Change is coming to the Academy Awards, it was announced on the Oscar's official Twitter page. A new category is being designed to honor "outstanding achievement in popular film".
The Academy of Motion Picture Arts and Sciences also revealed in a statement sent out to its members that the live broadcast would be shortened to 3-hours in length, with certain award categories (unknown as of yet) being announced during ad breaks. "To honor all 24 award categories, we will present select categories live, in the Dolby Theatre, during commercial breaks (categories to be determined). The winning moments will then be edited and aired later in the broadcast."
With the eligibility requirements and other key details for the new category to be forthcoming, there has been heavy criticism for the move. It has been described as being ham-fisted at best and discriminatory at worst. The decision has been dubbed insulting as being popular has never before been seen as an artistic achievement.
The message seems to suggest that a popular product can't be high art, or that a high-quality product can't be popular, is insulting. And as such, many feel that’s what the Oscars do every year. This also solidifies the feeling among producers who worry that should their film become a blockbuster, it may ruin their artistic credibility.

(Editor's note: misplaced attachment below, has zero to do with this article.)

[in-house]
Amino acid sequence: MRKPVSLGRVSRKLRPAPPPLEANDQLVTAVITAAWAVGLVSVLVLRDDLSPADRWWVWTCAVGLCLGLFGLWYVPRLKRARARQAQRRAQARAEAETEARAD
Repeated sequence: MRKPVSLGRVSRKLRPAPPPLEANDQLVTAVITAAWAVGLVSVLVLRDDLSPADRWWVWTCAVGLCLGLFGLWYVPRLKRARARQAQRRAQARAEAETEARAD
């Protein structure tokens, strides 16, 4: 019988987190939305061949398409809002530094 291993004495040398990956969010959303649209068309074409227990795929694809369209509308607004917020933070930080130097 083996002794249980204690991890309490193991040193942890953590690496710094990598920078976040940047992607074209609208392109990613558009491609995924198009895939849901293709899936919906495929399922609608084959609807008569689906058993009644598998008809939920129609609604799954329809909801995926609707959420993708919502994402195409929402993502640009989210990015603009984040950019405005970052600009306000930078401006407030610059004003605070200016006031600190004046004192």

With this year's edition of the Academy Awards being the lowest-rated telecast on record, the board attempted the bridge the widening gap between films people want to see and the films the academy wants to reward.
Dubbed the "Popcorn Oscar", the films likely make up the list of nominees for this category are bound to be predicted based on their worldwide box-office gross. This means blockbusters like Black Panther, Avengers: Infinity War, Deadpool 2, Mission: Impossible – Fallout, Jurassic World: Fallen Kingdom, and Mamma Mia! Here We Go Again, as well as their fan-favorite stars, will be guaranteed a presence at the ceremony.
Some say, the Oscars’ ratings are tanking for the same reason TV ratings are declining across the board: The outdated monoculture supporting it simply doesn’t exist anymore. Hence, this change doesn’t make Oscar voters seem more in touch, they argue, as all it does is make their elitism that much more clear. The Academy has a long reputation of snubbing hit films whose genres aren’t usually considered Oscar material.
Actor Rob Lowe perhaps best summed up everyone's feelings, "The film business passed away today with the announcement of the ‘popular’ film Oscar,” he tweeted. “It had been in poor health for a number of years. It is survived by sequels, tentpoles, and vertical integration.”
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